--Mma Ramotswe, proprietrix of the No 1 Ladies' Detective Agency. "Doctors, detectives, and common sense," by Alexander McCall Smith
Mystery readers are clever, so you may have deduced that your newest SleuthSayer (moi) is also an emergency physician. I consider this great training for my detective alter ego, Dr. Hope Sze, because medicine trains you to…
1. Talk to people.
On a vacation in Hawaii, I met a 29-year-old who’d been retired for a year. Who does that? I set about quizzing him. How did he do it? Why was he so eager to make bank? I could tell he wasn’t crazy about answering me, so I explained, “I’m an emergency doctor! My job is to extract the most amount of information in the least amount of time.”
Granted, a detective may be more tactful than me. But we both have to learn how to ask intelligent questions, listen to the answers, and throw out the B.S.
|Ancient Hawaiian justice system: if you broke a kapu (sacred law),|
your only hope was to swim to a sacred place of refuge
like this one at Puuhonua o Honaunau National Historical Park.
2. Learn patience.
You know how long doctors slog in school? I spent 25 years of my life from kindergarten until my emergency fellowship. And I’m not, say, a vascular surgeon with seven years of residency under my belt. Plus they estimate that doctors spend 50 percent of their time doing paperwork. You never see ER, Nurse Jackie,and Grey’s Anatomy spending half their waking hours on forms.
As for detectives, the New York Times recently published the provocatively-titiled essay, The Boring Life of a Private Investigator.
For both of us, TV cuts out the dull bits and maximizes the drama. Wise move.
3. Use your powers of observation as well as technology.
Once my senior resident told me, “The more I practice, the more I realize that the history and physical exam don’t matter. It’s all the tests you order, like the ultrasound or CT.”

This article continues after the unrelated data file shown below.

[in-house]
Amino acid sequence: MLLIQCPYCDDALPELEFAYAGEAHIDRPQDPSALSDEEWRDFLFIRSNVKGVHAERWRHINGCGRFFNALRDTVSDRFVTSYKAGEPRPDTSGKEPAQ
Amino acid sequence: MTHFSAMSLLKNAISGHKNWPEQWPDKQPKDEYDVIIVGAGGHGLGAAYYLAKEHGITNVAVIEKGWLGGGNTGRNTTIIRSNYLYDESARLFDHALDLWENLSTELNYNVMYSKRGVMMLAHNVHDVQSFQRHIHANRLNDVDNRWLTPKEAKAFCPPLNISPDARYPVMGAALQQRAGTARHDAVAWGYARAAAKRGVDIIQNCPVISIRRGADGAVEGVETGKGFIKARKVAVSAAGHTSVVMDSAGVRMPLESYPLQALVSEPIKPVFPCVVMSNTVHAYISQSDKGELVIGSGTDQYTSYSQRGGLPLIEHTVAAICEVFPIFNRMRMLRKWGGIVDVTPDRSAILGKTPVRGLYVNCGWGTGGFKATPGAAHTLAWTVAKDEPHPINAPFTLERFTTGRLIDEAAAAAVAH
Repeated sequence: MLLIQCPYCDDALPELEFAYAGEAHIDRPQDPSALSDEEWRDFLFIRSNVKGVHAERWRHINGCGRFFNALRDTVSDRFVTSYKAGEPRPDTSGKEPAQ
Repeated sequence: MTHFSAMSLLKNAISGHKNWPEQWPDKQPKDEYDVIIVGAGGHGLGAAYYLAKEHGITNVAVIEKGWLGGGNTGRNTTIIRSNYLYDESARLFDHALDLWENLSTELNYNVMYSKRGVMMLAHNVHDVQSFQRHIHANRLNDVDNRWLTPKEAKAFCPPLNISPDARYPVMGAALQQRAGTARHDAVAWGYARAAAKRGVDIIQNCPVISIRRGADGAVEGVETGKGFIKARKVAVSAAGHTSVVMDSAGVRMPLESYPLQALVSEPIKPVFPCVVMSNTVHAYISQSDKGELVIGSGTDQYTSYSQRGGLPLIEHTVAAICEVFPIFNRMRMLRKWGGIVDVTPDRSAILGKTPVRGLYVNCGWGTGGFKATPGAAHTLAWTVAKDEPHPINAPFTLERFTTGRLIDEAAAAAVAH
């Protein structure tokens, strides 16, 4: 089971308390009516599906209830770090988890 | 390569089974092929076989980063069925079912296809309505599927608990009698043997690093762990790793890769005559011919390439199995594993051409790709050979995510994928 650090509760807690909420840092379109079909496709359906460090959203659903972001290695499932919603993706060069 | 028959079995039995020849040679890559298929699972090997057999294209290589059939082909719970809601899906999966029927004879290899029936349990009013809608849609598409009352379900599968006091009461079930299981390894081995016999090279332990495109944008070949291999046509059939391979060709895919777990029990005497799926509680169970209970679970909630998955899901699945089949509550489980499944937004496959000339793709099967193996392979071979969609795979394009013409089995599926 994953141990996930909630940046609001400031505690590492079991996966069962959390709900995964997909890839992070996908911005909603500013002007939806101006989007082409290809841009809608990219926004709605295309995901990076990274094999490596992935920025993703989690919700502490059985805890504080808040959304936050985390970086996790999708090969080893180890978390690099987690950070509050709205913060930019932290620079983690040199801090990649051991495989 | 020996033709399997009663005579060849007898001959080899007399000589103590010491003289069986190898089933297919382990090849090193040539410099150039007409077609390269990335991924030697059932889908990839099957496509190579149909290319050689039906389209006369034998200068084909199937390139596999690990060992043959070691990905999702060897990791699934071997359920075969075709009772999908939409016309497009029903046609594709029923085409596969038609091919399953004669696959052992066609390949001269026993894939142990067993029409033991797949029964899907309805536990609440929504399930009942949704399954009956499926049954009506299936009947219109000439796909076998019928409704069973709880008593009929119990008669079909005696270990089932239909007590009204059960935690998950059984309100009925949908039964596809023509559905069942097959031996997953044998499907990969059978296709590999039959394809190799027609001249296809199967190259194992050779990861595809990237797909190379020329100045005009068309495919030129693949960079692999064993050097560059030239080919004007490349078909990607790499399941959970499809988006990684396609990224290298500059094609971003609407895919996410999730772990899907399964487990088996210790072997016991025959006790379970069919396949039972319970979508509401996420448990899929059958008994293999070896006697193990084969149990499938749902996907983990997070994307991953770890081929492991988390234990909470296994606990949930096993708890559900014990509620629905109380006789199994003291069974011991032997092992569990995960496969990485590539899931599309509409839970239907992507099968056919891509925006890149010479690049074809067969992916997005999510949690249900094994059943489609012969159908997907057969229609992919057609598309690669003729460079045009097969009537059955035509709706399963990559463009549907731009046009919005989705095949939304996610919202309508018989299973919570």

Within the hour, the attending staff asked me, “Did you see bed 4?”
“Did you notice anything unusual on the physical exam?”
“I noticed a systolic murmur.”
“That senior resident [a year above you] missed a grade III aortic stenosis murmur. You could feel the delayed upstroke during systole.”
Which may sound like jibber-jabber to people outside the trade, but what it means is, even in the age of technology, you should use your brain at all times. The imaging and other technology will help you, so you may end up doing the right thing, but you can look like an idiot.
Or, to quote Sherlock Holmes in The Hound of the Baskervilles, “The world is full of obvious things which nobody by any chance ever observes."
At the moment, I’m enjoying both medicine and writing. As Dorothy L. Sayers’ detective said in Whose Body?: “It is full of variety and it forces one to keep up to the mark and not get slack. And there's a future to it. Yes, I like it. Why?"
So if you’d like to follow how my fictional medical resident became a detective in her spare time, take a gander at Dr. Hope Sze.
Or if you can take medical stories straight up, for the next week, I’ll also post a free excerpt from my book, Fifty Shades of Grey’s Anatomy.
What do you think? Does medicine train you for detective work? Or is another profession better? Let me know in the comments.
And tune in on April 6th, when I plan to talk about book trailers.